Trademarks that are merely deceptively misdescriptive of the goods or services of the trademark applicant, the mark can only be registered if secondary meaning under Section 2(f) of the Lanham Act.
Section 2(e)(1) of the Lanham Act prohibits trademark registration to marks that are “merely … deceptively misdescriptive” when used in connection with the applied for goods and/or services. The only way a deceptively misdescriptive mark can be registered on the principal trademark register is if the trademark owner can show the mark has acquired secondary meaning under Section 2(f) of the Lanham Act.
Test for Merely Deceptively Misdescriptive Trademarks
When a trademark owner applies for a trademark registration, the Examining Attorney will issue an Office Action against the application if he or she concludes the mark is deceptively misdescriptive when used with the applied for goods and/or services. The test of whether a mark is deceptively misdescriptive is:
Is the term misdescriptive of the character, quality, function, composition or use of the goods or services?
If so, are prospective purchasers likely to believe that the misdescription actually describes the goods or services?
If so, is the misdescription likely to affect the decision to purchase?
If the question to the first answer is yes, but to the second answer is no, then the trademark will likely be viewed as arbitrary or suggestive. For example, APPLE is misdescriptive when used to sell computers, but no reasonable consumer actually think APPLE is being used to describe the products sold by Apple, Inc. In other words, in order for a trademark to be, prospective purchasers must believe the the misdescriptive elements of the mark actually describe the goods or services.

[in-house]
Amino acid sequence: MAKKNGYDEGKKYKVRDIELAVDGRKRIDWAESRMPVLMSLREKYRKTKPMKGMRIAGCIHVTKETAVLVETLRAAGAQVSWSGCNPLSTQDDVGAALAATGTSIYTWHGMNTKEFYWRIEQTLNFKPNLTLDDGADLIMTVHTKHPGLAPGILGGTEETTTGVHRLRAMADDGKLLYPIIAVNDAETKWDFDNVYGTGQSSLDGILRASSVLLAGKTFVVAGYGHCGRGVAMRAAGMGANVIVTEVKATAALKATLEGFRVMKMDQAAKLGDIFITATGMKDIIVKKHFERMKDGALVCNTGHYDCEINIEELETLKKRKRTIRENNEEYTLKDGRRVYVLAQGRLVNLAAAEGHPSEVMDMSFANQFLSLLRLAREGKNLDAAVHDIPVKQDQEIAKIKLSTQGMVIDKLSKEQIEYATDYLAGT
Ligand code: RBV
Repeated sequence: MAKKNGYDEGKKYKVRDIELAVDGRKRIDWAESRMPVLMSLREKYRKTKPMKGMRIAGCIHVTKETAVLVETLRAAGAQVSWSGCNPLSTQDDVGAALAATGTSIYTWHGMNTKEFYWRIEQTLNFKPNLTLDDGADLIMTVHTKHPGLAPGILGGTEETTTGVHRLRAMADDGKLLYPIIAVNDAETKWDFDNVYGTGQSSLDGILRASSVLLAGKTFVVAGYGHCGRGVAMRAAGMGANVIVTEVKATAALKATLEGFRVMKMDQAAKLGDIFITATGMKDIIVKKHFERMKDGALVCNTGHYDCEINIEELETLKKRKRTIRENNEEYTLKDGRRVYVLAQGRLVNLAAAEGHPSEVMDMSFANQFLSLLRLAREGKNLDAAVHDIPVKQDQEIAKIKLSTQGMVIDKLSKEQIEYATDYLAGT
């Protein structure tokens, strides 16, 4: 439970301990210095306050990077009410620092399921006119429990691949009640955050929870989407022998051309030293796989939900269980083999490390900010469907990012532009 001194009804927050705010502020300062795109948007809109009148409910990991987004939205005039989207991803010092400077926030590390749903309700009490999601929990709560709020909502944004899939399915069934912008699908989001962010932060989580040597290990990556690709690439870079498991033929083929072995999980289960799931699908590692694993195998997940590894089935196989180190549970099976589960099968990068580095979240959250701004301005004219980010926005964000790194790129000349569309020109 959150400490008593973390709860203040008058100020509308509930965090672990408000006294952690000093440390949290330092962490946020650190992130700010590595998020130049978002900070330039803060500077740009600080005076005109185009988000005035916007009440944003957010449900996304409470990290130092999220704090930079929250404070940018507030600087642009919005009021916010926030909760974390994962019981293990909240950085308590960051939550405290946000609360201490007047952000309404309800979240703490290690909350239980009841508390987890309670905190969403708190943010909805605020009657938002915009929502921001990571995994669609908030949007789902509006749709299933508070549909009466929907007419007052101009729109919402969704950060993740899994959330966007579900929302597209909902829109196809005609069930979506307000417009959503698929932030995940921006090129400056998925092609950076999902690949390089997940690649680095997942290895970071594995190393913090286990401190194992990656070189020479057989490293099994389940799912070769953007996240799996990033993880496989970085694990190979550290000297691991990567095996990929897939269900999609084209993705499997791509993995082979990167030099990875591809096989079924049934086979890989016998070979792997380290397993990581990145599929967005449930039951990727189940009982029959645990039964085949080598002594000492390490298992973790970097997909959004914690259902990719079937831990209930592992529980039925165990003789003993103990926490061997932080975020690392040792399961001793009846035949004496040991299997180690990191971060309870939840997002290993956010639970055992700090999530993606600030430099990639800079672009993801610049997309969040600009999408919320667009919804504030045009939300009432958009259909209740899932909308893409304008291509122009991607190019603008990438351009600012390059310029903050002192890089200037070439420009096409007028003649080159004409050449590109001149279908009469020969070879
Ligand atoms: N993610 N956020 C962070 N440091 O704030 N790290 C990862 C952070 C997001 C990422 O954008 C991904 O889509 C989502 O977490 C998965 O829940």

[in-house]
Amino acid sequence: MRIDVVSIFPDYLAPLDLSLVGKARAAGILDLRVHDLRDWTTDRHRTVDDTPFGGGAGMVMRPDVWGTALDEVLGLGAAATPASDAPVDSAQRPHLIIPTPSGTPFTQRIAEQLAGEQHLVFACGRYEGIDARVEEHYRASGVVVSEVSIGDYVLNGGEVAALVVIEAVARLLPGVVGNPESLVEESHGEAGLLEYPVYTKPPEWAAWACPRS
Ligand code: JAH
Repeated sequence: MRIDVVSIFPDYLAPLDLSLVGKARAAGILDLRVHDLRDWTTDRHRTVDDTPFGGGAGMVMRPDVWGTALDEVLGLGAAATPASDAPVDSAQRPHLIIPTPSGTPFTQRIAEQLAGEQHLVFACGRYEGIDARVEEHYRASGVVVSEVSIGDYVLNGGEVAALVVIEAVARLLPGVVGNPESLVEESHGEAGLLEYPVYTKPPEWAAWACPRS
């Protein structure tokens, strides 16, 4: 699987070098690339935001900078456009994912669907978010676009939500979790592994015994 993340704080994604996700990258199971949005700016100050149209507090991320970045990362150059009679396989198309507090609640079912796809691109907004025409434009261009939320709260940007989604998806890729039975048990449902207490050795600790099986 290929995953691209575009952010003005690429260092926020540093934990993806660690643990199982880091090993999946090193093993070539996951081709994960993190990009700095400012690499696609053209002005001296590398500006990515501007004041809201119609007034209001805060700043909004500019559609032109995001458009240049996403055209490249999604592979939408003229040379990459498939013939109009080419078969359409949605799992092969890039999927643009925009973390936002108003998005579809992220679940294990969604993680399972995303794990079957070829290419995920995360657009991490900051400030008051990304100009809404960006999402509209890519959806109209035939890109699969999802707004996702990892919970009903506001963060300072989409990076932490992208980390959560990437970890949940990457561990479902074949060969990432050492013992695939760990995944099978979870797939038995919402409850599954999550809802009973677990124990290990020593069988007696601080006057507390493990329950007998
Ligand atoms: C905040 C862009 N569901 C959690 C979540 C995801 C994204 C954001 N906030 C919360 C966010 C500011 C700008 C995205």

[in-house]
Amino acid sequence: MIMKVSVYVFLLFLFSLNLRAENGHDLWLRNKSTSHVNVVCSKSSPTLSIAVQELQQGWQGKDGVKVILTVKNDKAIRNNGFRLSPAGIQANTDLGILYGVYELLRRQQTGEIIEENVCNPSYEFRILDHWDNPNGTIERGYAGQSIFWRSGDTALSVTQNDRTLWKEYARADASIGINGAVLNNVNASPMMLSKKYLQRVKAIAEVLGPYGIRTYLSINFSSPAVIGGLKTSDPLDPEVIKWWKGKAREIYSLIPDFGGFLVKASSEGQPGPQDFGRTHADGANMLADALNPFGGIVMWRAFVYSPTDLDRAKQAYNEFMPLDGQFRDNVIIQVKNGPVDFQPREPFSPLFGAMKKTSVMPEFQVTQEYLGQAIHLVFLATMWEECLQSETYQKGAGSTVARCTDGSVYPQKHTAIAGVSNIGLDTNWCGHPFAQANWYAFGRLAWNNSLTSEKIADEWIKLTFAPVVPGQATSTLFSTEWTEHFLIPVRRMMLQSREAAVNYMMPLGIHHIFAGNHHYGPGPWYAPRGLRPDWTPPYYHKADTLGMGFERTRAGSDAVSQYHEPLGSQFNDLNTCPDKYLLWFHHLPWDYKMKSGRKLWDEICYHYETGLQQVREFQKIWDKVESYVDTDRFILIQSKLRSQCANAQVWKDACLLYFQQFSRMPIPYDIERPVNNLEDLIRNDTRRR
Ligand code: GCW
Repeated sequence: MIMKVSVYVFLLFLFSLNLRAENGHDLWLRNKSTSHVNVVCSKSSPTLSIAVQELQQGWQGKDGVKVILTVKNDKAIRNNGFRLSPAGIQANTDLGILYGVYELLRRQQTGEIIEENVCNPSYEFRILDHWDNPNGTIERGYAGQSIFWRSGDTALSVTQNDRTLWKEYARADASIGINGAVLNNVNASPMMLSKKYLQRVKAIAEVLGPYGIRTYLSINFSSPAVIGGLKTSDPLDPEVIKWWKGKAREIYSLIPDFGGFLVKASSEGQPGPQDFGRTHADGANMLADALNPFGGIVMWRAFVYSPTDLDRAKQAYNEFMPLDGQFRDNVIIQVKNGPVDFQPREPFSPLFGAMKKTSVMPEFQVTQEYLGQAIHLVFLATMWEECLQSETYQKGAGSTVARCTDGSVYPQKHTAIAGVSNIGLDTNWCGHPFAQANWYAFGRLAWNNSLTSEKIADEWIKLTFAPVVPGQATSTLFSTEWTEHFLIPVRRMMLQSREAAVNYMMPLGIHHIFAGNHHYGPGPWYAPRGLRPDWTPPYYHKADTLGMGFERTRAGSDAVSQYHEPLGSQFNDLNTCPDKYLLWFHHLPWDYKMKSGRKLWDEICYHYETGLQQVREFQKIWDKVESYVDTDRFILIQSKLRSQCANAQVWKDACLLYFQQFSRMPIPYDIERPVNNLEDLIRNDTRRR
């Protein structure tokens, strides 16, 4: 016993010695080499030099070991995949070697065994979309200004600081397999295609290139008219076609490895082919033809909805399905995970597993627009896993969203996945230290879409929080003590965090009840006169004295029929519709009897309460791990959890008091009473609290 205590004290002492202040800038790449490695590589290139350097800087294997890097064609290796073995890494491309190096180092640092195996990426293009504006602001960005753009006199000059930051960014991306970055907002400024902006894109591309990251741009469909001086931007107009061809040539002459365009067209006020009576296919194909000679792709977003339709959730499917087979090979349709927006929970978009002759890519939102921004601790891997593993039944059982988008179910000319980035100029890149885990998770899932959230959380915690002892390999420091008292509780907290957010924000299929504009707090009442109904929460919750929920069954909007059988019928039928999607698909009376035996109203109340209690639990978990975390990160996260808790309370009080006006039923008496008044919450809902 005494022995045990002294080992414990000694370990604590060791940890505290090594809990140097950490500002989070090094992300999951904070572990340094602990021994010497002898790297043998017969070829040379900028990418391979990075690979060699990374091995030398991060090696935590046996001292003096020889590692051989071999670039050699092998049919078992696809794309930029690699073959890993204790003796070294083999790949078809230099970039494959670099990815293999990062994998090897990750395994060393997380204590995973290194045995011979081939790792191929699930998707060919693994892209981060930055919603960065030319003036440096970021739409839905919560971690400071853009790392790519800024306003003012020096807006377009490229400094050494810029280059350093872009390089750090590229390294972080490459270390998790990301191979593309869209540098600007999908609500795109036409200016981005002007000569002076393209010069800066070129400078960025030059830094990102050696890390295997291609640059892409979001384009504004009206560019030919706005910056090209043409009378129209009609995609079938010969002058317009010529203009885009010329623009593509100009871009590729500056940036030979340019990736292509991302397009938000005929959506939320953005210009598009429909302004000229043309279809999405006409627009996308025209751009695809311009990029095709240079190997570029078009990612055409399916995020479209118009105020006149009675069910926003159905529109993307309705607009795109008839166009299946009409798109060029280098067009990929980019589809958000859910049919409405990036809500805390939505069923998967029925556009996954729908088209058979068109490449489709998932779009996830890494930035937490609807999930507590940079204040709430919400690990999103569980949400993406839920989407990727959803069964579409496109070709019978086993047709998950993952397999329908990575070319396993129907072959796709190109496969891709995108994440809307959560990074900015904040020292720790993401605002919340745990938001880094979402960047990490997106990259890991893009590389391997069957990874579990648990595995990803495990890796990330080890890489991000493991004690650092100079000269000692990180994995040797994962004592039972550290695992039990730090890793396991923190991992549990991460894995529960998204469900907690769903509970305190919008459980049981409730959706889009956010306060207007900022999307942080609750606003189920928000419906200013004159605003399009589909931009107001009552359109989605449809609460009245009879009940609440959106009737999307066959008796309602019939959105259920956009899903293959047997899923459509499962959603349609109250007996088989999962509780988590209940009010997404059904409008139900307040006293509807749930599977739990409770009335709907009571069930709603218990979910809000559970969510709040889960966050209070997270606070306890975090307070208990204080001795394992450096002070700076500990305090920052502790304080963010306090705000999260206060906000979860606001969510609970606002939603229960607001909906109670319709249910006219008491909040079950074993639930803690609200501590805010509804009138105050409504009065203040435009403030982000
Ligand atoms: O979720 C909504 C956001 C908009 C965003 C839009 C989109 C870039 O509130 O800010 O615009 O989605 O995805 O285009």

Although it is debatable that the APPLE logo is misdescriptive for computers, no purchaser would buy that computer expecting to open the box and find a dozen apples.
If the answer to the first and second question is yes, then the mark will be considered merely deceptively descriptive and under Section 2(e)(1) the mark cannot be registered on the principal trademark register. However, if the trademark owner can show the mark has acquired secondary meaning, as outlined by Section 2(f).
The trademark application for THCTea for “tea beverages” was found to be deceptively misdescriptive because the tea did no contain THC, or tetrahydrocannabinol (the substance that gives marijuana users the euphoric high).
If the answer to all three questions is “yes,” then the mark will be considered deceptive. Even if a deceptive mark acquired secondary meaning under Section 2(f), the deceptive mark still cannot be registered. Section 2(f) cannot save trademark considered deceptive.
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